WSJ December 22, 2018
Reversing a policy that undercut local ability to impose order in schools.
By The Editorial Board | 445 words
The way her critics are shouting, you would have thought Betsy DeVos wants to reinstitute Jim Crow. What the education secretary is really pushing is a return to common sense and local control for school discipline.
On Friday the Education and Justice Departments officially withdrew Obama-era guidance on school discipline. It acted on advice from the Federal Commission on School Safety, which Mrs. DeVos chairs and which President Trump set up after a shooter murdered 17 people in February at Marjory Stoneman Douglas High School in Parkland, Fla. The report offers many best practices from around the country for improving student safety, but the most controversial was scrapping the Obama guidance.
This guidance was handed down in 2014 to address the “schools-to-prison pipeline”for minority students. Max Eden of the Manhattan Institute sums up its logic: School districts rely too much on suspensions; black students are suspended at disproportionately high rates because of racial bias; suspensions cause long-term harm to those suspended; therefore schools should limit traditional discipline (such as suspensions) in favor of “restorative” approaches that emphasize dialogue over punishment.
The Obama Administration enforced this logic via a “Dear Colleague” letter informing schools across America that they were on notice for racial disparities in discipline. No longer would the federal government require evidence that a school treated, say, a black student more harshly than it treated a white student guilty of the same behavior. Instead, racial disparities in suspension and expulsion rates could themselves be grounds for finding the schools in violation of federal anti-discrimination law. Though couched as “guidance,” this de facto rule gave schools an incentive to overlook disciplinary problems and not report dangerous students to law enforcement.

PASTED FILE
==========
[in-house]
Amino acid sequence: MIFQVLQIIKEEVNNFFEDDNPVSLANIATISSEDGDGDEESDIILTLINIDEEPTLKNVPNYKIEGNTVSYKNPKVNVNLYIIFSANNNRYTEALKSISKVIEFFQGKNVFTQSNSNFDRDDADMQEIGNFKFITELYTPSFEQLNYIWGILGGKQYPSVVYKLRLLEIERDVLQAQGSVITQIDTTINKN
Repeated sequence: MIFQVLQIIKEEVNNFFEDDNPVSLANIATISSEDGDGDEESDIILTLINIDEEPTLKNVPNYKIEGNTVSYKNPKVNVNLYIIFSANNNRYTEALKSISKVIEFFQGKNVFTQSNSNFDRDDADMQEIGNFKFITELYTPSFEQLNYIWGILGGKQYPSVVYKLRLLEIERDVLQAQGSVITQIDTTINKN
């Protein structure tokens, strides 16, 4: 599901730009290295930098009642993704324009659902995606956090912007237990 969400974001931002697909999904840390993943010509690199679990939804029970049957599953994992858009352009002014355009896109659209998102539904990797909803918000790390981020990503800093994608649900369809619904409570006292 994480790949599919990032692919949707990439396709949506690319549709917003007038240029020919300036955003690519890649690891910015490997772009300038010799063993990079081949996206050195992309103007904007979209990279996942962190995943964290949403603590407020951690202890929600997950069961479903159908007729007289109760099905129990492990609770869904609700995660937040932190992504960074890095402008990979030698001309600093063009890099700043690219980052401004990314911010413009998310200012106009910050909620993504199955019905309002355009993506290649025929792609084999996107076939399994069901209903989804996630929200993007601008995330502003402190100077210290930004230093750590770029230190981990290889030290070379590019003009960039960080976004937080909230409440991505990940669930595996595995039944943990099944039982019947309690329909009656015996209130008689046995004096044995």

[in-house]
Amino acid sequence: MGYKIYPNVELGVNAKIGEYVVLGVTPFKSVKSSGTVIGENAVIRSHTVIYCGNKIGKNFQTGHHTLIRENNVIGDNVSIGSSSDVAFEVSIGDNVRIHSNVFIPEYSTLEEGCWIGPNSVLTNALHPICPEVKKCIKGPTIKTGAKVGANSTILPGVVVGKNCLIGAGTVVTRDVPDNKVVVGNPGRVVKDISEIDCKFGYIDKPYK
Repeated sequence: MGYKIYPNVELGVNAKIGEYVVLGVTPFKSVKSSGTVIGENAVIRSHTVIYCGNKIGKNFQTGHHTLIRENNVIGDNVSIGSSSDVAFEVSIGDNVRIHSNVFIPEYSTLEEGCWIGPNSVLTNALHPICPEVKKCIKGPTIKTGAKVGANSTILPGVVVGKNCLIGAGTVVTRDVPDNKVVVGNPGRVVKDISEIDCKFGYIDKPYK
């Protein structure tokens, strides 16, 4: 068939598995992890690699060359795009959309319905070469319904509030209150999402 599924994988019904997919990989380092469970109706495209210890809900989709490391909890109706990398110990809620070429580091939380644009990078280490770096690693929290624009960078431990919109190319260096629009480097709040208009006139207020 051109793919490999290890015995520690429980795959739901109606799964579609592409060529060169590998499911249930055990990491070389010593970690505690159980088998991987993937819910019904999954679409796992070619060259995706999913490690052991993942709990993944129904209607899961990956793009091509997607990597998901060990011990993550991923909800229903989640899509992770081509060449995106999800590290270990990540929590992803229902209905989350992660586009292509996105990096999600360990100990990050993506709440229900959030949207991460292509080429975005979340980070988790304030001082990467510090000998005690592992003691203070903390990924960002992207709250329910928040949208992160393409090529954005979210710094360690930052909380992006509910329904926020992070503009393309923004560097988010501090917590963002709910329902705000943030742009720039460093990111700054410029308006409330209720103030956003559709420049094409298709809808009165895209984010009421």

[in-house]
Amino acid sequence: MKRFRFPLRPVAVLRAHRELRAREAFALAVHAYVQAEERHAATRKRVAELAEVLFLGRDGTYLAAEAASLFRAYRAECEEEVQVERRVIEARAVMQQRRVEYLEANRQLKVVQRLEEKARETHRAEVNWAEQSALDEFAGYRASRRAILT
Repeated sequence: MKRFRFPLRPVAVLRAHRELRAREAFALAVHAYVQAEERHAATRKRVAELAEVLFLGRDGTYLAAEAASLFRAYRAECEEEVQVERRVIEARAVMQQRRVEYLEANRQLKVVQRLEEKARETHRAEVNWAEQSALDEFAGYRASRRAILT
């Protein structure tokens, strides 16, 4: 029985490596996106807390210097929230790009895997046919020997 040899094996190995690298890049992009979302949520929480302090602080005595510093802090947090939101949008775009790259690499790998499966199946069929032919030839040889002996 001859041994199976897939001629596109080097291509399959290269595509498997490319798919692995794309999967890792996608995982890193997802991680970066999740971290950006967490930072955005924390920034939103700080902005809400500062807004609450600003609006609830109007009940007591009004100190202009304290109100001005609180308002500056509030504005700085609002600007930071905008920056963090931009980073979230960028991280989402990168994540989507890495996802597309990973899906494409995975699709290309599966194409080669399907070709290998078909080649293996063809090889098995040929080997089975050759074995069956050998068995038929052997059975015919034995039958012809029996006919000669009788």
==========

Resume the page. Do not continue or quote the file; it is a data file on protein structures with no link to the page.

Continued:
Critics say this is leading to more dangerous classrooms and disrupters going unpunished. Notably, the Broward County school system in Florida pioneered this non-discipline philosophy the Obama administration later embraced. Some say this led authorities in Parkland to overlook red flags surrounding shooter Nikolas Cruz—from his disturbed personality to other criminal behavior.
Critics of Mrs. DeVos, such as the left-wing Southern Poverty Law Center, say she is moving to rescind the Obama guidance “to make it easier for schools to discriminate against children.” This is false. She is rolling back a remarkably arrogant federal policy that has used race as a cudgel to dictate disciplinary practices in thousands of schools with vastly different students and problems.
Schools should have options other than suspension or expulsion to handle disruptive students. But that argues for more discretion for local teachers and principals—not a diktat from Washington threatening civil-rights punishment for schools whose numbers don’t add up the way the feds want.■